Fall Prevention

Don’t become a victim



older adults working out at the gym


And that means as we age, we’re more prone to broken bones. Most of us know this. But there is a misconception about older adults, broken bones and falls. Many of us believe that just because someone ages, that person tends to fall down more. The issue isn’t the falling – it’s what happens to older (and often more brittle) bones when someone who is older does fall.

The Centers for Disease Control (CDC) estimates that more than 20,000 older adults died from falls this past year. Men are 34% more likely to die from falls than women. Over 95% or hip fractures in older adults occurred due to a fall. And adults over 75 who fall, are five times more likely to be admitted to a long term care facility than those 65-74.

Here’s the good news about falls – many of them are preventable. It just takes a little preparation, and perhaps some modification, of your living space, to prevent many accidental falls.


Regular exercise helps with coordination, balance, stamina, muscle strength, and cardiovascular fitness. You’re a lot less likely to fall at any age, if you improve these physical qualities.

To learn more about the importance of exercise in older adults, go here »

Make Your Home Safer

There are a wide range of things you can do to improve the way in which your home is used. This is particularly important if you’ve lived in your home for many years. What worked great when you were 40 may not work as well now that you’re 70. Many of these modifications aren’t expensive. In fact, most of them are more about common sense than anything else.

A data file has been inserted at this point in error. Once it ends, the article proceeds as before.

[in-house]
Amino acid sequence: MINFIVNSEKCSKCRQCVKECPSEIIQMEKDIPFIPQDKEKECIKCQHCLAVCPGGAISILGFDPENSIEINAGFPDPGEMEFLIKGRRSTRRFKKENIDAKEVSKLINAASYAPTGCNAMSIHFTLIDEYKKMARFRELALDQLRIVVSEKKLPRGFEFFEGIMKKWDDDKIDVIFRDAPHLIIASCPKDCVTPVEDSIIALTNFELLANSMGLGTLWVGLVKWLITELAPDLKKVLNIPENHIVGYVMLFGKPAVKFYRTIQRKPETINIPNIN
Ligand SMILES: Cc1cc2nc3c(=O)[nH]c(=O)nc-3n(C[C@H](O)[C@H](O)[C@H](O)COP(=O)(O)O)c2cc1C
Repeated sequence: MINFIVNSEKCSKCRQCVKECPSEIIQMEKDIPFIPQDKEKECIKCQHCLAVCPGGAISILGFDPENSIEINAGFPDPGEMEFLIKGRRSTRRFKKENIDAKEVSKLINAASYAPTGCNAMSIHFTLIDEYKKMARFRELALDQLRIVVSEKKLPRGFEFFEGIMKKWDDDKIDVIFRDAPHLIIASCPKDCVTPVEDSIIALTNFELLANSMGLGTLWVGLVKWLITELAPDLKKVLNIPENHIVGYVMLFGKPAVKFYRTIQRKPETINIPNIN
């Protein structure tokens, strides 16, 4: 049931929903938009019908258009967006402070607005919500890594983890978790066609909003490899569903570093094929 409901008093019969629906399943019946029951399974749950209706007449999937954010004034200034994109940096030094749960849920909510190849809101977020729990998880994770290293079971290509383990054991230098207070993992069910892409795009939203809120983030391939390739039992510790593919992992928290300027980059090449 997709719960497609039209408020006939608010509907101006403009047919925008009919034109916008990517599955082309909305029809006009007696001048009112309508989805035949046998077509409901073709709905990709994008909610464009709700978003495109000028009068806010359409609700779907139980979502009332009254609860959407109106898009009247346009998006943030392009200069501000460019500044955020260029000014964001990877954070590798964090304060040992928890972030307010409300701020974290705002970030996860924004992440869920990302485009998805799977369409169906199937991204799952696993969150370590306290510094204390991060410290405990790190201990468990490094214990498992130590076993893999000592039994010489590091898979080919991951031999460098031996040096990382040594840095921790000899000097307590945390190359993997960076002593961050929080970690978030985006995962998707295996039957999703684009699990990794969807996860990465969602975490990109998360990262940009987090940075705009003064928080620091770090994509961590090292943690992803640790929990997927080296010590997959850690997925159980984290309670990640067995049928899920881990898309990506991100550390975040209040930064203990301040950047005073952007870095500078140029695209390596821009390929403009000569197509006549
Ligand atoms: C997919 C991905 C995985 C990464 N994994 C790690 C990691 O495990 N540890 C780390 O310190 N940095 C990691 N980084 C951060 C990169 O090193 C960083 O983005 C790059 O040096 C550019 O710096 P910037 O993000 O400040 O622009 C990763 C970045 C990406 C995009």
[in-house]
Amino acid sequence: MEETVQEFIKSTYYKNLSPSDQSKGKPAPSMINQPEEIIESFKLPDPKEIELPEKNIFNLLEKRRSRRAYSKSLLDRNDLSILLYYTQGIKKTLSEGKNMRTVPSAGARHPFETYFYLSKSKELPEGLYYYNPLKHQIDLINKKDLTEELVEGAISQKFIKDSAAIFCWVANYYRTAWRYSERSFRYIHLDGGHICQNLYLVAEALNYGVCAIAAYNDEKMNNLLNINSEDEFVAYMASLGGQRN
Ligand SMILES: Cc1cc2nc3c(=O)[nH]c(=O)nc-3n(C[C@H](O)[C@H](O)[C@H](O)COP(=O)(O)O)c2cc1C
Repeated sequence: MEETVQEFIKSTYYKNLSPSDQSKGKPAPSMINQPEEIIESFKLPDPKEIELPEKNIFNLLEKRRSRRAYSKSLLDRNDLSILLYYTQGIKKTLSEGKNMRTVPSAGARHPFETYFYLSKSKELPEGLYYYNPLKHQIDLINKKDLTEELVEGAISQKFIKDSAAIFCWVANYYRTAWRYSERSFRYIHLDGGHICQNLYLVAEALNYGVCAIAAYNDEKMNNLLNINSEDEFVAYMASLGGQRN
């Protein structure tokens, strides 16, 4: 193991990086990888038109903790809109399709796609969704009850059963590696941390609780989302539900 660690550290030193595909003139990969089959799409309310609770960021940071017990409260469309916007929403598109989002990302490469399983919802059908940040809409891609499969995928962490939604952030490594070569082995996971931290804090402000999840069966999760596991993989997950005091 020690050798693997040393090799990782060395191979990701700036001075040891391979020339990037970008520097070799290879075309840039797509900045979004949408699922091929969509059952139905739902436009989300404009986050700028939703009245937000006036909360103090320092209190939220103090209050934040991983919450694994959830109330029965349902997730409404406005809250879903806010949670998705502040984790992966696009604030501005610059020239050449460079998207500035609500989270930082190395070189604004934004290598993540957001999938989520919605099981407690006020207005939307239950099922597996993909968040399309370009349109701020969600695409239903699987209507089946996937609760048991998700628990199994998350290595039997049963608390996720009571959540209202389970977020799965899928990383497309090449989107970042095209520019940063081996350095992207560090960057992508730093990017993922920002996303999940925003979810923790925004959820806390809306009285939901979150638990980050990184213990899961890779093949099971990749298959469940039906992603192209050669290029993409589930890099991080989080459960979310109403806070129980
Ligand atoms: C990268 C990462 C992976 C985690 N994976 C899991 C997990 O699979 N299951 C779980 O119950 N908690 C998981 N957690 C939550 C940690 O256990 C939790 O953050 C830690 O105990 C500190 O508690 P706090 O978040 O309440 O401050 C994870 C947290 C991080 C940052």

• Wear sensible shoes – well-fitted, sturdy with non-stick soles. Avoid slip-ons and thick soles.
  • Reduce or remove tripping hazards like loose throw rugs.
  • Add grab bars inside and outside the tub or shower and next to the toilet.
  • Add railings on BOTH sides of the stairway.
  • Improve the overall lighting in your home, especially in hallways and stairways.


Like regular exercise, regular medical exams, eye exams, and medication reviews are essential.

  • Vision – get your eyes checked annually. If you wear reading glass, or bifocals or progressive lenses, consider getting lenses that are single vision distance for activities like exercise or walking.
  • Medications – every time you take something new, whether it’s prescription or over-the-counter, make sure you consult your doctor of pharmacist about how that medication interacts with others you might be taking.
  • Diet – eat healthfully. It’s that simple.

Annual attention to all three issues is vital in keeping your body as youthful as possible.


The Fall Prevention Center of Excellence
National Center for Disease Control – Seniors
National Osteoporosis Foundation
Mayo Clinic – Healthy Aging